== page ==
Elena also stressed that the rise of AI technologies have also posed threats that can undermine democracy and societal stability. One may argue that the proliferation of deep fakes and the AI-powered spread of fake news are some of the pressing challenges facing journalism today.

Leornardo CASAS, Deputy Director BioBioChile, Chile, said in his presentation that the application of AI in journalism serves as an assistant to human journalists, a tool at the service of their publications, and to facilitate work.

“For example, we work with ChatGPT to optimize our Google positioning strategy. It helps us develop new ideas for article creation and better connect with our audiences.

“We cannot conceive of artificial intelligence (AI) as a threat when it is already a reality that we must embrace and use to our advantage. In Chile, we are pioneers in adopting AI tools in the service of journalism,” he said.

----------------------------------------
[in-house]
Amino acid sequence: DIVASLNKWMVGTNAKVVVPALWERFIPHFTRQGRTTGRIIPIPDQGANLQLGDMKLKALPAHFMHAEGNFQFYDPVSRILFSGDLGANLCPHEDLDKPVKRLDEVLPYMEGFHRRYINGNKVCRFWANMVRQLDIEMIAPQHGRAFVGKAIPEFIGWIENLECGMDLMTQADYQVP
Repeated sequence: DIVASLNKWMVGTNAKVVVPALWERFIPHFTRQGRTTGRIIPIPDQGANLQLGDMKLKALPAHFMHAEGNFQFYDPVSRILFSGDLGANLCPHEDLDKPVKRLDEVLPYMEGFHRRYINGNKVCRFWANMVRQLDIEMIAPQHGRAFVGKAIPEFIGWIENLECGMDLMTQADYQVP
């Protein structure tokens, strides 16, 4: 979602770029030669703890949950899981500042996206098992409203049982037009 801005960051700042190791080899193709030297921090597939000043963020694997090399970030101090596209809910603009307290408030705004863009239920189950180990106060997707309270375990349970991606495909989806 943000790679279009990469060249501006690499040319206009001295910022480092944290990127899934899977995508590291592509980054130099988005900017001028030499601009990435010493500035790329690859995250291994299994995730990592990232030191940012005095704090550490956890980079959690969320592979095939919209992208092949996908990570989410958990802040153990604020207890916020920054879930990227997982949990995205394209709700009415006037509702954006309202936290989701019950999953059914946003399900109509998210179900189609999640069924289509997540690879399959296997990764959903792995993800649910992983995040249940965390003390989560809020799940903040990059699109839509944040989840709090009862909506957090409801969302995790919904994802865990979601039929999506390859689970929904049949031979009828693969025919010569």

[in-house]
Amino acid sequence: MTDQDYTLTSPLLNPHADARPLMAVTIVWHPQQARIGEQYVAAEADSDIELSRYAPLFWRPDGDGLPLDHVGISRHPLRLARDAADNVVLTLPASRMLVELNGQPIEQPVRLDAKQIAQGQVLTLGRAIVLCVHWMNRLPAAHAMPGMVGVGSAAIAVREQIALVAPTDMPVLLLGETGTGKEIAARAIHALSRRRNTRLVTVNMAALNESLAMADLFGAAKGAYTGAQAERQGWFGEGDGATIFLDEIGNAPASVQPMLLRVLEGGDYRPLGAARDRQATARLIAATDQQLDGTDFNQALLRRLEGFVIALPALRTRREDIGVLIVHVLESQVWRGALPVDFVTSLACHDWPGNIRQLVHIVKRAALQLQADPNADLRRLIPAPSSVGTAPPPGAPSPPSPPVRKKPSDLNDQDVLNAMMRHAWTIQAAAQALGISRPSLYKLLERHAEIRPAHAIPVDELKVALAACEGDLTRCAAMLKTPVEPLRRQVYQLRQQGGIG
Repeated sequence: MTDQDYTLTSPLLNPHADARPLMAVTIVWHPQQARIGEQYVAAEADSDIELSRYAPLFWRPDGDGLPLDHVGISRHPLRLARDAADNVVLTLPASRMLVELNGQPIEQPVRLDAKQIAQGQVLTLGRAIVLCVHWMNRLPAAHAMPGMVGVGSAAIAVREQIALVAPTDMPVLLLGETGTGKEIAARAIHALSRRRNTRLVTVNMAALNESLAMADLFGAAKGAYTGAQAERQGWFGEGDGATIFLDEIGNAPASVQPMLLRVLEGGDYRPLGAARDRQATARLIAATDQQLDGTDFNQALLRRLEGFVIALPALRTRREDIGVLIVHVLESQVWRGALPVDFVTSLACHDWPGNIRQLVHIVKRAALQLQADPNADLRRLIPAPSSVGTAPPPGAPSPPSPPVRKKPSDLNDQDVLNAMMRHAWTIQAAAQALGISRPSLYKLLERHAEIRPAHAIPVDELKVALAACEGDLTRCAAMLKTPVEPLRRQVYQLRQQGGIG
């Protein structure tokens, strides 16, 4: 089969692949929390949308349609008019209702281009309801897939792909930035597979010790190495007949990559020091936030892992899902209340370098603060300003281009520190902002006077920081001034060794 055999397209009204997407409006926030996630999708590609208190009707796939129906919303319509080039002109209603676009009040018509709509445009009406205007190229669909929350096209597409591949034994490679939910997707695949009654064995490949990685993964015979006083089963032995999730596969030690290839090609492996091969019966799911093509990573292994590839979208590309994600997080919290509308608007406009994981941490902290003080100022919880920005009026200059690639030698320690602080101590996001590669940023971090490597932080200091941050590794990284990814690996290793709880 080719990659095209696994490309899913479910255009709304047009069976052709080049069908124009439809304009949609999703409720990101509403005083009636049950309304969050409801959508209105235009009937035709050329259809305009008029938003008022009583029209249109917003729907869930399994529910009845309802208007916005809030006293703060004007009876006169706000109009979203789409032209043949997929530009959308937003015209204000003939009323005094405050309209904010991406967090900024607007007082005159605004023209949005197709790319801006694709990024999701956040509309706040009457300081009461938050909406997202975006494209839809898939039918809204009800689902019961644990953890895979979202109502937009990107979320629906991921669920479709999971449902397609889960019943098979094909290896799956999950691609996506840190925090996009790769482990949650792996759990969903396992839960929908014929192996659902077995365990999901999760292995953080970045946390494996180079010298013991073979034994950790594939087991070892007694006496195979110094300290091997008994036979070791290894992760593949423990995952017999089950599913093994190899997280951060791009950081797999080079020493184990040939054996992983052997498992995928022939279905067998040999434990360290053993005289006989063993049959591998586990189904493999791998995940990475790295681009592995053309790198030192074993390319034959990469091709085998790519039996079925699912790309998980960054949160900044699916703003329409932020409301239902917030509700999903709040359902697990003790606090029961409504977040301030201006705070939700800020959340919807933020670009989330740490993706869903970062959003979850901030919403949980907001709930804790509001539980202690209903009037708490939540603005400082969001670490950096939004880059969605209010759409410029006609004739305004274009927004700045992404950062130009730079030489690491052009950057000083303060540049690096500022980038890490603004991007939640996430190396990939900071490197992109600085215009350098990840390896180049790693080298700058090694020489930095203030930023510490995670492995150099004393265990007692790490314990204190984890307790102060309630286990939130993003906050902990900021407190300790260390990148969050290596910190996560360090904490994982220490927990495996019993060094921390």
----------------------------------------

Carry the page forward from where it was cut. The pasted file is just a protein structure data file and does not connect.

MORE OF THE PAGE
According to Leonardo, the technology also helps them create newsletters, generate journalistic inspiration, produce attractive texts for social media, reassemble texts from press releases, or summarise lengthy texts.

“The goal is to increase efficiency in our newsroom and reduce the journalistic workload,” he said.

Ray Minseong KIM, Head of Media Strategy & H-LAB, Korea Daily, stressed in his presentation entitled “Two Wheels of the AI Journalism Bicycle: The Necessity of Tailored AI Utilisation Technologies and Guidelines” that emerging technologies demand parties involved to explore solutions to the challenges currently facing the newsroom through innovative means.